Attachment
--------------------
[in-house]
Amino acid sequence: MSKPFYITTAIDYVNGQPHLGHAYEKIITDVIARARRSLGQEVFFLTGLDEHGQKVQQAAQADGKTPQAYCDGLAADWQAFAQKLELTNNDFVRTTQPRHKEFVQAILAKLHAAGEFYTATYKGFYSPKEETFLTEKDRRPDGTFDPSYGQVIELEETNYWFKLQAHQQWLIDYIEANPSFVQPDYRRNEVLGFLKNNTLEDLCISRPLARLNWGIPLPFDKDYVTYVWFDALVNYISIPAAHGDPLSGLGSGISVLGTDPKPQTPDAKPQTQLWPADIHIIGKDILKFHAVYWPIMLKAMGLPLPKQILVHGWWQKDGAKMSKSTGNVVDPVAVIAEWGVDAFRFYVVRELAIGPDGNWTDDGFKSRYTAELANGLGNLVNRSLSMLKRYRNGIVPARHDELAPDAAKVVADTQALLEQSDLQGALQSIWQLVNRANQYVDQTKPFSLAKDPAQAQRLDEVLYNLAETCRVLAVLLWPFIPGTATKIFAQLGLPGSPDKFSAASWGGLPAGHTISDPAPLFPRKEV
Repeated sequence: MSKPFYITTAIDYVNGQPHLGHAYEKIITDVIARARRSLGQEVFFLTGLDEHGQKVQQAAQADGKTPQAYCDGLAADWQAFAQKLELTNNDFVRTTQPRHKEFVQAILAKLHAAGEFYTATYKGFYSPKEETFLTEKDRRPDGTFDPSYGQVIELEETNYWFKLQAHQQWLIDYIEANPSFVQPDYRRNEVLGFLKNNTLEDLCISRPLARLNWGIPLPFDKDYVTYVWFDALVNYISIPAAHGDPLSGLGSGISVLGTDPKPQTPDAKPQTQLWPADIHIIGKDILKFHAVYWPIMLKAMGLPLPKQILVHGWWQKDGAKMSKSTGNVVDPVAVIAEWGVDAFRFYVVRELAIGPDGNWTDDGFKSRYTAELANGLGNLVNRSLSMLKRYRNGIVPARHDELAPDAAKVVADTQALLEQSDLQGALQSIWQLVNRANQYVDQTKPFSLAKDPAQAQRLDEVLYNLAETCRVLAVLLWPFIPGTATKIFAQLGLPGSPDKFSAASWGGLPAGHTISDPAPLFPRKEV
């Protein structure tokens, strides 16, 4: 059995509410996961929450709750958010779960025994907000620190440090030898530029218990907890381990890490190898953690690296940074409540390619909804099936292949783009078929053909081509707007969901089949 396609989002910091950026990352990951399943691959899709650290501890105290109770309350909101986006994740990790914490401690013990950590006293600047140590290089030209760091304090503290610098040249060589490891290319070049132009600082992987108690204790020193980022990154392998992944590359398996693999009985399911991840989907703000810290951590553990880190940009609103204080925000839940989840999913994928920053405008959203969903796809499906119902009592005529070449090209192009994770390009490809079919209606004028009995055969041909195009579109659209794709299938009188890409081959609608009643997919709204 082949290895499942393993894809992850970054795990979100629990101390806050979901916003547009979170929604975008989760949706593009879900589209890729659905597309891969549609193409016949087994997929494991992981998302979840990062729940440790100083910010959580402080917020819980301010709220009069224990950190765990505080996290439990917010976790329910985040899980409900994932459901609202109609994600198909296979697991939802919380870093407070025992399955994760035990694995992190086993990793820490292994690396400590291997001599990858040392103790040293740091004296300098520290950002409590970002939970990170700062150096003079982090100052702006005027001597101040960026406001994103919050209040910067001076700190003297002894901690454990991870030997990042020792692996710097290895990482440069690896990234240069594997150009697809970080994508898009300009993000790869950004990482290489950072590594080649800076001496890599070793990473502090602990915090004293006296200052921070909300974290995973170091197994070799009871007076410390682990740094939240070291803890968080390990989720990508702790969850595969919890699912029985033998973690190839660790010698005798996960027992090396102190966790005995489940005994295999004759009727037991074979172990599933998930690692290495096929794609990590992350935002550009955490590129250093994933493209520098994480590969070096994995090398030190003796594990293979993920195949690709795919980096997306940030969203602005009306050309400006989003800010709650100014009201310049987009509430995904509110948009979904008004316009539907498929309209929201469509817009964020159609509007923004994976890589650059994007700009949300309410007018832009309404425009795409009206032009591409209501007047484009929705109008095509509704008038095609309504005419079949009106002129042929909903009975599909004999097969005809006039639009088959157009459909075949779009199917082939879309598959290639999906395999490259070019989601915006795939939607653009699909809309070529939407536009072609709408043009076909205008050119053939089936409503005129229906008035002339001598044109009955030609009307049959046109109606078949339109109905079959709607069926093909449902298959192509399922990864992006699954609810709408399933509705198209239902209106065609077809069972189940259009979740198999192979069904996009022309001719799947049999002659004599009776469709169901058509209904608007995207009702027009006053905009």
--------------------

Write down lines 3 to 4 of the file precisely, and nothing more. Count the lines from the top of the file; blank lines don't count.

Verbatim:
Repeated sequence: MSKPFYITTAIDYVNGQPHLGHAYEKIITDVIARARRSLGQEVFFLTGLDEHGQKVQQAAQADGKTPQAYCDGLAADWQAFAQKLELTNNDFVRTTQPRHKEFVQAILAKLHAAGEFYTATYKGFYSPKEETFLTEKDRRPDGTFDPSYGQVIELEETNYWFKLQAHQQWLIDYIEANPSFVQPDYRRNEVLGFLKNNTLEDLCISRPLARLNWGIPLPFDKDYVTYVWFDALVNYISIPAAHGDPLSGLGSGISVLGTDPKPQTPDAKPQTQLWPADIHIIGKDILKFHAVYWPIMLKAMGLPLPKQILVHGWWQKDGAKMSKSTGNVVDPVAVIAEWGVDAFRFYVVRELAIGPDGNWTDDGFKSRYTAELANGLGNLVNRSLSMLKRYRNGIVPARHDELAPDAAKVVADTQALLEQSDLQGALQSIWQLVNRANQYVDQTKPFSLAKDPAQAQRLDEVLYNLAETCRVLAVLLWPFIPGTATKIFAQLGLPGSPDKFSAASWGGLPAGHTISDPAPLFPRKEV
């Protein structure tokens, strides 16, 4: 059995509410996961929450709750958010779960025994907000620190440090030898530029218990907890381990890490190898953690690296940074409540390619909804099936292949783009078929053909081509707007969901089949 396609989002910091950026990352990951399943691959899709650290501890105290109770309350909101986006994740990790914490401690013990950590006293600047140590290089030209760091304090503290610098040249060589490891290319070049132009600082992987108690204790020193980022990154392998992944590359398996693999009985399911991840989907703000810290951590553990880190940009609103204080925000839940989840999913994928920053405008959203969903796809499906119902009592005529070449090209192009994770390009490809079919209606004028009995055969041909195009579109659209794709299938009188890409081959609608009643997919709204 082949290895499942393993894809992850970054795990979100629990101390806050979901916003547009979170929604975008989760949706593009879900589209890729659905597309891969549609193409016949087994997929494991992981998302979840990062729940440790100083910010959580402080917020819980301010709220009069224990950190765990505080996290439990917010976790329910985040899980409900994932459901609202109609994600198909296979697991939802919380870093407070025992399955994760035990694995992190086993990793820490292994690396400590291997001599990858040392103790040293740091004296300098520290950002409590970002939970990170700062150096003079982090100052702006005027001597101040960026406001994103919050209040910067001076700190003297002894901690454990991870030997990042020792692996710097290895990482440069690896990234240069594997150009697809970080994508898009300009993000790869950004990482290489950072590594080649800076001496890599070793990473502090602990915090004293006296200052921070909300974290995973170091197994070799009871007076410390682990740094939240070291803890968080390990989720990508702790969850595969919890699912029985033998973690190839660790010698005798996960027992090396102190966790005995489940005994295999004759009727037991074979172990599933998930690692290495096929794609990590992350935002550009955490590129250093994933493209520098994480590969070096994995090398030190003796594990293979993920195949690709795919980096997306940030969203602005009306050309400006989003800010709650100014009201310049987009509430995904509110948009979904008004316009539907498929309209929201469509817009964020159609509007923004994976890589650059994007700009949300309410007018832009309404425009795409009206032009591409209501007047484009929705109008095509509704008038095609309504005419079949009106002129042929909903009975599909004999097969005809006039639009088959157009459909075949779009199917082939879309598959290639999906395999490259070019989601915006795939939607653009699909809309070529939407536009072609709408043009076909205008050119053939089936409503005129229906008035002339001598044109009955030609009307049959046109109606078949339109109905079959709607069926093909449902298959192509399922990864992006699954609810709408399933509705198209239902209106065609077809069972189940259009979740198999192979069904996009022309001719799947049999002659004599009776469709169901058509209904608007995207009702027009006053905009």